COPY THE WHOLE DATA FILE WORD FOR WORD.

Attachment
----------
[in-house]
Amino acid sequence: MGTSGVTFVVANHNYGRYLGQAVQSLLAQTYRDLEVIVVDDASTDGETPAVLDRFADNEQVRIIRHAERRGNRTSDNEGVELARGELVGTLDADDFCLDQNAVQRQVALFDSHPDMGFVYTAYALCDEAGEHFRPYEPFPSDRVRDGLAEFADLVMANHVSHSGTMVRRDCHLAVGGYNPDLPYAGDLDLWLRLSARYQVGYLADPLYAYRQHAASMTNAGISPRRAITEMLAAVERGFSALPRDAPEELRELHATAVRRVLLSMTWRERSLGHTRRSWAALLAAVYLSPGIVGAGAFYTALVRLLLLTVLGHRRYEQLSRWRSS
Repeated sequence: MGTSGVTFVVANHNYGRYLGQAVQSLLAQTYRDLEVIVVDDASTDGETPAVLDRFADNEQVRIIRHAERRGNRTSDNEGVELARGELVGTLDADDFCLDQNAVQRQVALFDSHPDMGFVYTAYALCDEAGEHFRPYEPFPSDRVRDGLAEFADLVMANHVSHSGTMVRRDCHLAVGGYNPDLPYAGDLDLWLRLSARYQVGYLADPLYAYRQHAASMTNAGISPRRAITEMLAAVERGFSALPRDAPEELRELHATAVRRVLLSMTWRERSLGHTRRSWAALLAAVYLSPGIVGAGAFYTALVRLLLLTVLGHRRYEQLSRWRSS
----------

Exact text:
[in-house]
Amino acid sequence: MGTSGVTFVVANHNYGRYLGQAVQSLLAQTYRDLEVIVVDDASTDGETPAVLDRFADNEQVRIIRHAERRGNRTSDNEGVELARGELVGTLDADDFCLDQNAVQRQVALFDSHPDMGFVYTAYALCDEAGEHFRPYEPFPSDRVRDGLAEFADLVMANHVSHSGTMVRRDCHLAVGGYNPDLPYAGDLDLWLRLSARYQVGYLADPLYAYRQHAASMTNAGISPRRAITEMLAAVERGFSALPRDAPEELRELHATAVRRVLLSMTWRERSLGHTRRSWAALLAAVYLSPGIVGAGAFYTALVRLLLLTVLGHRRYEQLSRWRSS
Repeated sequence: MGTSGVTFVVANHNYGRYLGQAVQSLLAQTYRDLEVIVVDDASTDGETPAVLDRFADNEQVRIIRHAERRGNRTSDNEGVELARGELVGTLDADDFCLDQNAVQRQVALFDSHPDMGFVYTAYALCDEAGEHFRPYEPFPSDRVRDGLAEFADLVMANHVSHSGTMVRRDCHLAVGGYNPDLPYAGDLDLWLRLSARYQVGYLADPLYAYRQHAASMTNAGISPRRAITEMLAAVERGFSALPRDAPEELRELHATAVRRVLLSMTWRERSLGHTRRSWAALLAAVYLSPGIVGAGAFYTALVRLLLLTVLGHRRYEQLSRWRSS